Mccormick & Co., Inc., v. B. Manischewitz Co, 206 F.2d 744 (6th Cir. 1953)Annotate this Case
As Amended on Denial of Rehearing October 7, 1953
C. Willard Hayes, Washington, D. C. (Wood, Herron & Evans, by Truman A. Herron, Cincinnati, Ohio, Cushman, Darby & Cushman, by William M. Cushman and C. Willard Hayes, Washington, D. C., on the brief), for appellant.
Asher Blum, New York City (Zugelter & Zugelter, Cincinnati, Ohio, on the brief; Mock & Blum, New York City, of counsel), for appellee.
Before SIMONS, Chief Judge, and ALLEN and MILLER, Circuit Judges.
SIMONS, Chief Judge.
The suit was for infringement of a trade-mark and sought injunction and damages for both infringement and unfair competition. The District Court denied the injunction and dismissed the bill. The record discloses the following facts fairly established by the evidence.
The appellant, plaintiff below, had been for many years engaged in the business of manufacturing, packing, and distributing flavoring extracts, spices, condiments, insecticides, household chemicals, and similar products. In 1938, to differentiate its food products from other articles, it engaged James Harley Nash, a designer, to re-design its labels for all of its food packages. Nash designed and McCormick adopted the trade-mark here relied upon. It consisted of the use of the letters Mc standing boldly above a straight bar or band against a contrasting background, the capital M being much higher than the small c adjoining it, later to be shown by cuts of the mark. The trade-mark was initially registered in 1938 and later re-registered under the Trade-Mark Act of 1946, on May 24, 1949, registration number 510053.
The appellee's business was founded in 1889 and dealt from the beginning in "kosher" products. From 1938, when the plaintiff adopted the trade-mark in issue, until 1948 the appellee was engaged exclusively in the sale and distribution of bakery products, such as matzoth and matzoth products. In 1948, it added "gefilte fish" to its line. In 1935, Manischewitz Food Products, Inc. was organized by other members of the founder's family to carry on an independent business in spices, condiments, tea, canned soups, and other grocery products and in December, 1948 its business was acquired by the appellee. There being no uniformity between the labels of the two Manischewitz companies, the appellee decided to adopt, in addition to its old trademarks, a new label and display for all of its products so as to create a family resemblance indicating that there is only one Manischewitz. In August 1948, it engaged the above-named Nash to design new labels and packages and a new trade-mark for its entire line. Nash exhibited to it labels previously designed for other clients, including the trade-mark here in issue. The mark finally selected was that here charged to infringe and a specimen of it will, likewise, be presented by a cut. The accused mark came to appellant's attention in December, 1949, at which time it notified the appellee that it constituted infringement of its registered mark. The appellee refused to discontinue and, subsequently, applied it to its entire line of food products. From 1916 on, the defendants had used the initials BMco arranged vertically within the so-called Star of David and under a ribbon pennant containing a slogan in Hebrew characters.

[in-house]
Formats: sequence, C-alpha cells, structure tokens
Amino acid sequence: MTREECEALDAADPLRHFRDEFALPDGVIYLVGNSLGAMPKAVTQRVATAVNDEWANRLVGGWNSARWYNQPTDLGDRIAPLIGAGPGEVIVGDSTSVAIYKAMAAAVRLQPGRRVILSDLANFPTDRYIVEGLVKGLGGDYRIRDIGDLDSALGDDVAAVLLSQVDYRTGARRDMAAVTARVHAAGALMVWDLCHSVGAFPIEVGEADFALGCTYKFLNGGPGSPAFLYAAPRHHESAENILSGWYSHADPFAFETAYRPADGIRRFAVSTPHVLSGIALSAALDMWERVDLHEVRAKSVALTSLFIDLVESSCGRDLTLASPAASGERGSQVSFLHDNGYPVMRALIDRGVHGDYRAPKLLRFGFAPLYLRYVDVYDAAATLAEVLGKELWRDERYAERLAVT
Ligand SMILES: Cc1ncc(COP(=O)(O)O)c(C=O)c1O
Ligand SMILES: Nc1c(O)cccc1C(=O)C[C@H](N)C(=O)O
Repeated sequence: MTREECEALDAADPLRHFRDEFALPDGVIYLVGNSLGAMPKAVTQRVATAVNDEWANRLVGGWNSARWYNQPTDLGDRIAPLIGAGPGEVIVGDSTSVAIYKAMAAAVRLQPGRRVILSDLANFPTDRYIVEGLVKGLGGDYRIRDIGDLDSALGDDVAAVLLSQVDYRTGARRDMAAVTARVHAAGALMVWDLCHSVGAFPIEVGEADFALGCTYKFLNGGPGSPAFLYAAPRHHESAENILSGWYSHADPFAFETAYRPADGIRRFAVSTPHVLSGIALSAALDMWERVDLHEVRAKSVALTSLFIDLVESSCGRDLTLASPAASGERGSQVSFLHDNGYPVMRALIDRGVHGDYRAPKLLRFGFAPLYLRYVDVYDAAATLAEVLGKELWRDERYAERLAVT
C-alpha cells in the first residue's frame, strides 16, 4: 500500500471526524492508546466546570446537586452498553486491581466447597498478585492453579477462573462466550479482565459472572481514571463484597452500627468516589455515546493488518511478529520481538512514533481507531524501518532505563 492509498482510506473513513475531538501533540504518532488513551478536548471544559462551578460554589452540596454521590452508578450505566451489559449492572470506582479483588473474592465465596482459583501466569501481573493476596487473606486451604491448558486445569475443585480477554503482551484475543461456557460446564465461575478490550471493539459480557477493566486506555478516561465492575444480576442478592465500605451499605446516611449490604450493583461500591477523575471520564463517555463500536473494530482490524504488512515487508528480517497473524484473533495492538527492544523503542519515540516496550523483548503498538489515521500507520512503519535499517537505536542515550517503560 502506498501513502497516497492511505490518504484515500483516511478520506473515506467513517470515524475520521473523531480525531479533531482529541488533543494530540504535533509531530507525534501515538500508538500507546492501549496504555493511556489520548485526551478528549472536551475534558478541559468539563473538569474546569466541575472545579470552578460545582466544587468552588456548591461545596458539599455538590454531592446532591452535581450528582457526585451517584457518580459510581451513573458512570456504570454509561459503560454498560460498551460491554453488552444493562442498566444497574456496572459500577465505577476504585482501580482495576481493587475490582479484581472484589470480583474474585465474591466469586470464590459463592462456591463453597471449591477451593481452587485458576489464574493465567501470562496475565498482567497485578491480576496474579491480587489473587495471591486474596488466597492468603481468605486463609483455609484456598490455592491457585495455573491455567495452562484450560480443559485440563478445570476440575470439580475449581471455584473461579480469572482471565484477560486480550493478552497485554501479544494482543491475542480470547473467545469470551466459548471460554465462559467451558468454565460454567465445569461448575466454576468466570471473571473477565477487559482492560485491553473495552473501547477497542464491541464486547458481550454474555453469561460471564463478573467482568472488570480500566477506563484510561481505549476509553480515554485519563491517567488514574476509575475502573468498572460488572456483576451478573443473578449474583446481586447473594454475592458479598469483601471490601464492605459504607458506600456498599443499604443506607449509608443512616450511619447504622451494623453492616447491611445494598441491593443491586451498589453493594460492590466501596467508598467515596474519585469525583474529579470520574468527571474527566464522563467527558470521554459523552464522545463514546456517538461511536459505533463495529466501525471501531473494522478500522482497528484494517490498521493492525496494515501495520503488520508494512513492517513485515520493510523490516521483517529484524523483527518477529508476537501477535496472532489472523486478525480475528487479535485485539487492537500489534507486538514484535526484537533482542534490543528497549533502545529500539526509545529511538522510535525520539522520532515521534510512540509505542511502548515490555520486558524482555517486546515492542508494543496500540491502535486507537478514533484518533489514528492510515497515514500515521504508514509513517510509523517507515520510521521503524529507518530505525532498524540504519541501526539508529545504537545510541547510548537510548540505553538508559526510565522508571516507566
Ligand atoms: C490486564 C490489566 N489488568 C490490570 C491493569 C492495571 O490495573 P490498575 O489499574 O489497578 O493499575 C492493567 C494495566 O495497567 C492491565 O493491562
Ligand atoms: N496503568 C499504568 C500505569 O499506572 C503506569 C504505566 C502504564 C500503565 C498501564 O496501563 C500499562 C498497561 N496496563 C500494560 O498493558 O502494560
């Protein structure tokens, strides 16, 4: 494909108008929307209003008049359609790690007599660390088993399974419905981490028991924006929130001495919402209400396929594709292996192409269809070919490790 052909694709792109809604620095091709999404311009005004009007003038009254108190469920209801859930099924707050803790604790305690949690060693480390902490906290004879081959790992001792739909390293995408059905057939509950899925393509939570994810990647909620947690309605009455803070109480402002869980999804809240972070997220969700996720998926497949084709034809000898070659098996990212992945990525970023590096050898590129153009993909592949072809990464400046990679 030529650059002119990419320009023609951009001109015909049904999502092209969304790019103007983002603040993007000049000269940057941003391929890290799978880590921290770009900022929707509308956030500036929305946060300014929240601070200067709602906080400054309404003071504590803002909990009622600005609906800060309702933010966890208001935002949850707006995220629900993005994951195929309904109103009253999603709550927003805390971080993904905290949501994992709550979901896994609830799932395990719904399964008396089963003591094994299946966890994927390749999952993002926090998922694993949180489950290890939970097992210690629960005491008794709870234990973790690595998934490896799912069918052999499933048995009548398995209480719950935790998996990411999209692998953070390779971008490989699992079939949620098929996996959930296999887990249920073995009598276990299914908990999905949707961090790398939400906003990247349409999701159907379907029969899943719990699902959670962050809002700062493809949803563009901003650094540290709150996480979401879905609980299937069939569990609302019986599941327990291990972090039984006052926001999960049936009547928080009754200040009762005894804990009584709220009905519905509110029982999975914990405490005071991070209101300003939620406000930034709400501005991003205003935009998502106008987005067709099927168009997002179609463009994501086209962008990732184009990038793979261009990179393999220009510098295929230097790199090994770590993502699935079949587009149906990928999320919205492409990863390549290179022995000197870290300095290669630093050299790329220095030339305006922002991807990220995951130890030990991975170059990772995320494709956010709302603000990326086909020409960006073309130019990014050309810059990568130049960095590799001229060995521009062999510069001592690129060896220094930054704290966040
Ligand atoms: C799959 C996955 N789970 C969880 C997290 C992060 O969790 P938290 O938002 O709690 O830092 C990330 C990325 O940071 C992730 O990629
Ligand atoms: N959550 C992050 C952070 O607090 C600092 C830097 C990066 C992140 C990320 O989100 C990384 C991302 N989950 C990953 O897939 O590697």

The products of the appellee and its predecessor have always been kosher products destined primarily to the Jewish trade. However, they are also offered to the general public and are available in many supermarkets, chain stores and self-service stores. In 82 out of a total of 159 stores investigated, the goods of both parties were sold and were often exhibited side by side. In three instances there was proof of confusion on the part of the general public, but this was considered by the court as insignificant. Upon visual comparison of the two trade-marks, the court found as a fact that the appellant had not sustained its burden of proving infringement and that the differences between the two marks were sufficient to dispel any likelihood of confusion, mistake, or deception of purchasers as to the source or origin of the goods and that the use by the appellee of its name in connection with the accused mark eliminated such likelihood. As ground for its finding, it recited that appellant had not proved a sufficient number of instances of actual confusion.
It must be noted at the outset that while in the 1905 Trade-Mark Act, 33 Stat. 724 § 16, the test of infringement was actual confusion, the Lanham Act of 1946, § 32(1) (a), 60 Stat. 437, 15 U.S.C.A. § 1114 (1) (a), is of broader scope and applies the remedies therein provided to any colorable imitation of a registered mark which is likely to cause confusion or mistake or to deceive purchasers as to source or origin. As we said in Mishawaka Rubber & Woolen Manufacturing Company v. S. S. Kresge Company, 119 F.2d 316, 325: "The degree of resemblance necessary to constitute infringement is incapable of exact definition." It follows, however, that there may be infringement even though there is no identity between the registered mark and the one accused. It also follows that while extrinsic facts are significant, the likelihood of confusion may as readily be perceived by a reviewing court upon visual comparison as by a court of first instance, unless extrinsic facts compel determination one way or the other.